Bridgewater Roundup Day will be Saturday, June 19, in the Bridgewater City Park.
The Roundup Day goes way back in history for those who live in Bridgewater as a day they come together, share a meal and fun activities.
“It’s a good time for all of our community people to get together and see each other,” said event organizer Kristen Walker. “It’s been a long year, it will be good to be together.”
A highlight for this year’s Roundup Day is that children gathered will be able to enjoy new playground equipment that has been installed in the park. Although the project hasn’t culminated yet, a new tic-tac-toe board and merry-go-ground are installed or will be installed by Roundup Day. New swings have also been installed on the existing swing set. A new wheelchair swing is something organizers hope will be operation for the event.
Future plans for the city park include a new slide and two new shelter houses. The difficulty in getting lumber right now is being felt by the city council. They hope that the materials for building those shelters will be in soon, but they are currently on a waiting list.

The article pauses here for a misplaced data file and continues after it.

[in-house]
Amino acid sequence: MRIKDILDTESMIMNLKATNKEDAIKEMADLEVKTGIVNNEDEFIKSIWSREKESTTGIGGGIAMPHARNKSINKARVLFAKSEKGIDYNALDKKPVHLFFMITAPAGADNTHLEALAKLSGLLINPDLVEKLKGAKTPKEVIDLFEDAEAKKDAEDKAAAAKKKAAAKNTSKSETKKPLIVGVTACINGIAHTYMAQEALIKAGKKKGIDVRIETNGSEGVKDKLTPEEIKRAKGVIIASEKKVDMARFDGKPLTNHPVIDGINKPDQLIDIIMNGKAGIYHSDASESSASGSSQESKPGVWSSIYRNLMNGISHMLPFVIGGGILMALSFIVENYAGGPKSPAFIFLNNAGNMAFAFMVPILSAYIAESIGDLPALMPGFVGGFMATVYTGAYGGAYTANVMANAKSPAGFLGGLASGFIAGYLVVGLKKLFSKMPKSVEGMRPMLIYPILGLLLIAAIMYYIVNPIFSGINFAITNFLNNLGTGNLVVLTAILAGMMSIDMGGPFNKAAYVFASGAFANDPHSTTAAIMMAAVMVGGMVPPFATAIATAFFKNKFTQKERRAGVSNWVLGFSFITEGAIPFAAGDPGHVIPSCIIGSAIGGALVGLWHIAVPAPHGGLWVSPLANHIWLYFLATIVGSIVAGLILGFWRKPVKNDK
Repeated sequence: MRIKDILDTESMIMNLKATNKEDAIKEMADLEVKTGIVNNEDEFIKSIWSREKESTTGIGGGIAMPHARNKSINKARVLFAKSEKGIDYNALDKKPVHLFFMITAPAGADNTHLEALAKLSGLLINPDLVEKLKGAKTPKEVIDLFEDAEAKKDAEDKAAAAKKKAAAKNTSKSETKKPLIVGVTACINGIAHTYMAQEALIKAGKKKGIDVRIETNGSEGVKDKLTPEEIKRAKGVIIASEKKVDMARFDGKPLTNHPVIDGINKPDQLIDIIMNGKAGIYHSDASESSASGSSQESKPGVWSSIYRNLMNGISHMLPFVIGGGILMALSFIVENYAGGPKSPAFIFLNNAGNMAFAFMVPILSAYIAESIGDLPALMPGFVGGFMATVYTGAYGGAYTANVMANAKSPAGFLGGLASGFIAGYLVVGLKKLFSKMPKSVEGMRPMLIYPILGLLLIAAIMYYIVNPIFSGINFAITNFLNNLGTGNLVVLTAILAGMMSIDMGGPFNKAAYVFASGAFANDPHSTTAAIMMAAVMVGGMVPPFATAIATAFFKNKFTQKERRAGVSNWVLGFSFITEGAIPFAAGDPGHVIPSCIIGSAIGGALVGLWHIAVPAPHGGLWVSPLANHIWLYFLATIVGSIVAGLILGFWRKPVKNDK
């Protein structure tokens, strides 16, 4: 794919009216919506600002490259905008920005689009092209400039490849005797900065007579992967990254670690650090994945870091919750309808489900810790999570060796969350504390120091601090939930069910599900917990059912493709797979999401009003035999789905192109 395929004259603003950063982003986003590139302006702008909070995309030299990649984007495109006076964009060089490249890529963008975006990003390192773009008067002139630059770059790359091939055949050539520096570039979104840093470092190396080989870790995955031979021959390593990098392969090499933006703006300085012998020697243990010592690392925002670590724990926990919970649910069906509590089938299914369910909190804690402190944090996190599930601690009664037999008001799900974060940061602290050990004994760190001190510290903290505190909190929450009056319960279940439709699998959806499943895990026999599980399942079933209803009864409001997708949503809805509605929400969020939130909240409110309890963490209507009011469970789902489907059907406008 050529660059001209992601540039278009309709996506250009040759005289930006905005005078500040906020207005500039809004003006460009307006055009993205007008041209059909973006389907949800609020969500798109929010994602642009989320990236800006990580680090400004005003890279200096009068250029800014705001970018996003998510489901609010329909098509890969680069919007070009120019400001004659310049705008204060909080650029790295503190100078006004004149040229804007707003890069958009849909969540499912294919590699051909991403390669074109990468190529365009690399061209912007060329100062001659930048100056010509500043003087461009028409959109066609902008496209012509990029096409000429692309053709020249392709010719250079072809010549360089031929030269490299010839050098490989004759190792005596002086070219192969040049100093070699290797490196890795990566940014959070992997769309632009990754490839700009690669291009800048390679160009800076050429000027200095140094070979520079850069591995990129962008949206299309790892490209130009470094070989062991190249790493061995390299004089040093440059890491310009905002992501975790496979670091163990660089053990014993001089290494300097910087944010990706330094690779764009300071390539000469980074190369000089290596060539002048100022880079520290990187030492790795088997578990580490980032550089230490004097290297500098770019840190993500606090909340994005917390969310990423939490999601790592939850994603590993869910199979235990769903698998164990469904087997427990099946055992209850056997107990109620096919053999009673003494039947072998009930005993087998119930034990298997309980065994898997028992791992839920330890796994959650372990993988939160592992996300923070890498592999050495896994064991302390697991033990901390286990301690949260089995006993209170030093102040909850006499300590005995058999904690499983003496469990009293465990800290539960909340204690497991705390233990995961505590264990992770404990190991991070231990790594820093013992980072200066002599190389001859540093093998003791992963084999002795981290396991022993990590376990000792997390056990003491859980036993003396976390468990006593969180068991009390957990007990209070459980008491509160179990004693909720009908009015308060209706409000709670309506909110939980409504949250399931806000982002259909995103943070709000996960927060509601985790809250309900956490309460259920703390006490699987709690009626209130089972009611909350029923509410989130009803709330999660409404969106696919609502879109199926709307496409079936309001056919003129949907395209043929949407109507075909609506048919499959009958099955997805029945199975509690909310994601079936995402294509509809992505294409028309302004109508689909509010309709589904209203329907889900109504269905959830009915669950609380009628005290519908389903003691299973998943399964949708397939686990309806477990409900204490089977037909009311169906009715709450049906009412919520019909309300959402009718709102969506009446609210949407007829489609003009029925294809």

Walker said that city clerk Mary Dunn has done an “outstanding job” in writing grants for Bridgewater to be able to make the improvements it has. Community support for these projects has also been strong.
“Hopefully by the end of summertime there will be quite a few things that are new there,” Walker said.
The Roundup Day will begin with a meal and accompanying kids games from 5 to 7 p.m. Doug Miller will play music from the “Music on Main” programs while attendees eat. At 7 p.m., attendees can play “Minute to Win it” games for prizes. Meals to-go are available for those not able to come to the park. Those interested should contact Walker directly.
“From what everyone’s told me, we’ve been doing this for a long time. It’s all with help from community members,” said Walker. “I grew up in Adair where we had Chuckwagon Days, and every year it’s something you have that makes memories forever. I feel it’s important we do this for our kids to keep them local and keep them interested in our community. That’s why I think it’s important we keep doing it.”